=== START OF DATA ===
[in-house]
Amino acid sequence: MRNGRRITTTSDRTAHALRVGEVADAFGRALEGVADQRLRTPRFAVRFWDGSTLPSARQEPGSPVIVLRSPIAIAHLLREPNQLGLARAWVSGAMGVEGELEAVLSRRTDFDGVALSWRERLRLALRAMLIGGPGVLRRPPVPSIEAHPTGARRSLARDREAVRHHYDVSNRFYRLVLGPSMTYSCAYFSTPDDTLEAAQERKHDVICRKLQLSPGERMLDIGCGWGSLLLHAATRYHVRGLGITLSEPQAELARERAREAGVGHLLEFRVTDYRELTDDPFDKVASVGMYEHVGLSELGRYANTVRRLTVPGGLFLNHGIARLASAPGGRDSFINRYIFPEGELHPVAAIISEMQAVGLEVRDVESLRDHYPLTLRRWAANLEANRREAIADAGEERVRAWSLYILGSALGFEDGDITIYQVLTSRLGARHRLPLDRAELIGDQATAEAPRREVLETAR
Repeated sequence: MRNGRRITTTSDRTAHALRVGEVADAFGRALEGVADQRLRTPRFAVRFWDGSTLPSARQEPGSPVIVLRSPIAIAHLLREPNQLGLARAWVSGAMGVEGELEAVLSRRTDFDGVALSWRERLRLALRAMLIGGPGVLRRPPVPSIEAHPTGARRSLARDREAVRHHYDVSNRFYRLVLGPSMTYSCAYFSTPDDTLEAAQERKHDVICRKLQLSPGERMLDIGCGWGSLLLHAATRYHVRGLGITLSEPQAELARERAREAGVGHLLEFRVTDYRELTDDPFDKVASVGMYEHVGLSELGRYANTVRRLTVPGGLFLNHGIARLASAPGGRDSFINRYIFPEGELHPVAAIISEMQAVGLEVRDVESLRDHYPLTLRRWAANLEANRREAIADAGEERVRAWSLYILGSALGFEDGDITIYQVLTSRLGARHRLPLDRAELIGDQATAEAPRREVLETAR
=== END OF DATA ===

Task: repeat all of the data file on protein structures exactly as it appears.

[in-house]
Amino acid sequence: MRNGRRITTTSDRTAHALRVGEVADAFGRALEGVADQRLRTPRFAVRFWDGSTLPSARQEPGSPVIVLRSPIAIAHLLREPNQLGLARAWVSGAMGVEGELEAVLSRRTDFDGVALSWRERLRLALRAMLIGGPGVLRRPPVPSIEAHPTGARRSLARDREAVRHHYDVSNRFYRLVLGPSMTYSCAYFSTPDDTLEAAQERKHDVICRKLQLSPGERMLDIGCGWGSLLLHAATRYHVRGLGITLSEPQAELARERAREAGVGHLLEFRVTDYRELTDDPFDKVASVGMYEHVGLSELGRYANTVRRLTVPGGLFLNHGIARLASAPGGRDSFINRYIFPEGELHPVAAIISEMQAVGLEVRDVESLRDHYPLTLRRWAANLEANRREAIADAGEERVRAWSLYILGSALGFEDGDITIYQVLTSRLGARHRLPLDRAELIGDQATAEAPRREVLETAR
Repeated sequence: MRNGRRITTTSDRTAHALRVGEVADAFGRALEGVADQRLRTPRFAVRFWDGSTLPSARQEPGSPVIVLRSPIAIAHLLREPNQLGLARAWVSGAMGVEGELEAVLSRRTDFDGVALSWRERLRLALRAMLIGGPGVLRRPPVPSIEAHPTGARRSLARDREAVRHHYDVSNRFYRLVLGPSMTYSCAYFSTPDDTLEAAQERKHDVICRKLQLSPGERMLDIGCGWGSLLLHAATRYHVRGLGITLSEPQAELARERAREAGVGHLLEFRVTDYRELTDDPFDKVASVGMYEHVGLSELGRYANTVRRLTVPGGLFLNHGIARLASAPGGRDSFINRYIFPEGELHPVAAIISEMQAVGLEVRDVESLRDHYPLTLRRWAANLEANRREAIADAGEERVRAWSLYILGSALGFEDGDITIYQVLTSRLGARHRLPLDRAELIGDQATAEAPRREVLETAR